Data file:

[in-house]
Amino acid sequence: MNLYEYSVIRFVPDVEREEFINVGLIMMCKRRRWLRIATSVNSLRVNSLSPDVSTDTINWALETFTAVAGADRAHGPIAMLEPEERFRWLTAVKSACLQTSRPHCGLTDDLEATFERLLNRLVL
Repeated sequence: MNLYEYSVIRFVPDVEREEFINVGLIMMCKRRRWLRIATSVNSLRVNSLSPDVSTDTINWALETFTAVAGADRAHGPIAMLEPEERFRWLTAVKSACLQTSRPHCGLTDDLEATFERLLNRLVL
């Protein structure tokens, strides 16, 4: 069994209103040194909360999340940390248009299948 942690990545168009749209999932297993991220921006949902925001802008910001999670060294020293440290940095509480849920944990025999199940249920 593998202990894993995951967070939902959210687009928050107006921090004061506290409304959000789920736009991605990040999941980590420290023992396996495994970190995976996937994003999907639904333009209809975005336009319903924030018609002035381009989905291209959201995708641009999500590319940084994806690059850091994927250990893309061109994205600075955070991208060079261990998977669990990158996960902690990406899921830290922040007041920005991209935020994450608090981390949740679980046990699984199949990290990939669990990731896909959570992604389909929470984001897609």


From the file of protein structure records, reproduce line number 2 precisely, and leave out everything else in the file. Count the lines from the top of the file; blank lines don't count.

Amino acid sequence: MNLYEYSVIRFVPDVEREEFINVGLIMMCKRRRWLRIATSVNSLRVNSLSPDVSTDTINWALETFTAVAGADRAHGPIAMLEPEERFRWLTAVKSACLQTSRPHCGLTDDLEATFERLLNRLVL